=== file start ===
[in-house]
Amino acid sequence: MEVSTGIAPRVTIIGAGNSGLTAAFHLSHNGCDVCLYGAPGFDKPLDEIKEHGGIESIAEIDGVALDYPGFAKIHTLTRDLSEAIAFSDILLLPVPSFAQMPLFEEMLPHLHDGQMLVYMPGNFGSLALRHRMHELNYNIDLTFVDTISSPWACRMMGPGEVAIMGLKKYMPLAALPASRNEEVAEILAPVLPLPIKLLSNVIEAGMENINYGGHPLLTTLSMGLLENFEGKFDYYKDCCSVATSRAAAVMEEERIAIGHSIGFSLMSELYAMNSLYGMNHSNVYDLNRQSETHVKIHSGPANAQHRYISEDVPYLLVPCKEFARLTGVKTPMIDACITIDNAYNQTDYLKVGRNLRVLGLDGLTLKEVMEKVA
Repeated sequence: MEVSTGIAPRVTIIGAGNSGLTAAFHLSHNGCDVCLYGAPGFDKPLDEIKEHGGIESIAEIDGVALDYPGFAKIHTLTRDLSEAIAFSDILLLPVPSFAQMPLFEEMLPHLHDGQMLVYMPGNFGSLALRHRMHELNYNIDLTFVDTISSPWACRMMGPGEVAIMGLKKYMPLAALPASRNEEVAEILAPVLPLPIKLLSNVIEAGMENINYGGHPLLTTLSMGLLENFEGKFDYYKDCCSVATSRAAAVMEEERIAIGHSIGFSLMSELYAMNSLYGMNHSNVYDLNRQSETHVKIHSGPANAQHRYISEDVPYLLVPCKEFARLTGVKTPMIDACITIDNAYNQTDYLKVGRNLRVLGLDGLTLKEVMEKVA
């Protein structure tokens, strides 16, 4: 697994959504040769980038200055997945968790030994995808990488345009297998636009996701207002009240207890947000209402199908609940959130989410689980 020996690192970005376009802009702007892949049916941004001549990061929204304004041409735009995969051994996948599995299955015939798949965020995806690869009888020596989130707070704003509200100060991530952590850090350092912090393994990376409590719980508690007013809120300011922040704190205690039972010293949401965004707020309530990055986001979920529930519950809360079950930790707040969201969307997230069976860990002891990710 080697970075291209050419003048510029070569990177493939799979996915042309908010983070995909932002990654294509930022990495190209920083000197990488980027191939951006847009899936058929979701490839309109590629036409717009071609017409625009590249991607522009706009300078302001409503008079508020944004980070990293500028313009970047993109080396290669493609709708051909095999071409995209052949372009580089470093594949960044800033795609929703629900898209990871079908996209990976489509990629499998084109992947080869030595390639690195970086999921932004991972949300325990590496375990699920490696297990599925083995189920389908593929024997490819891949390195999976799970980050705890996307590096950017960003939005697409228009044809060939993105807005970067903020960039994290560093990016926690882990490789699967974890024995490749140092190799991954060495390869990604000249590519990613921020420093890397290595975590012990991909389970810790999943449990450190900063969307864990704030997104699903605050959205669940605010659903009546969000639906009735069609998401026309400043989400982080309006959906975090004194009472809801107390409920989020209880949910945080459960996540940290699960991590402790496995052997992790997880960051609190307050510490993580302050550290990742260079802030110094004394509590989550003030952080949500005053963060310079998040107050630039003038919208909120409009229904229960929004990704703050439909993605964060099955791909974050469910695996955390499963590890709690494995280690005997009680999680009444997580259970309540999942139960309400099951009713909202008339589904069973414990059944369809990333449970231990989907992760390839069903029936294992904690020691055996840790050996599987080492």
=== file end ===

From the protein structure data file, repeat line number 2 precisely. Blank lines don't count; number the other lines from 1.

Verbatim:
Amino acid sequence: MEVSTGIAPRVTIIGAGNSGLTAAFHLSHNGCDVCLYGAPGFDKPLDEIKEHGGIESIAEIDGVALDYPGFAKIHTLTRDLSEAIAFSDILLLPVPSFAQMPLFEEMLPHLHDGQMLVYMPGNFGSLALRHRMHELNYNIDLTFVDTISSPWACRMMGPGEVAIMGLKKYMPLAALPASRNEEVAEILAPVLPLPIKLLSNVIEAGMENINYGGHPLLTTLSMGLLENFEGKFDYYKDCCSVATSRAAAVMEEERIAIGHSIGFSLMSELYAMNSLYGMNHSNVYDLNRQSETHVKIHSGPANAQHRYISEDVPYLLVPCKEFARLTGVKTPMIDACITIDNAYNQTDYLKVGRNLRVLGLDGLTLKEVMEKVA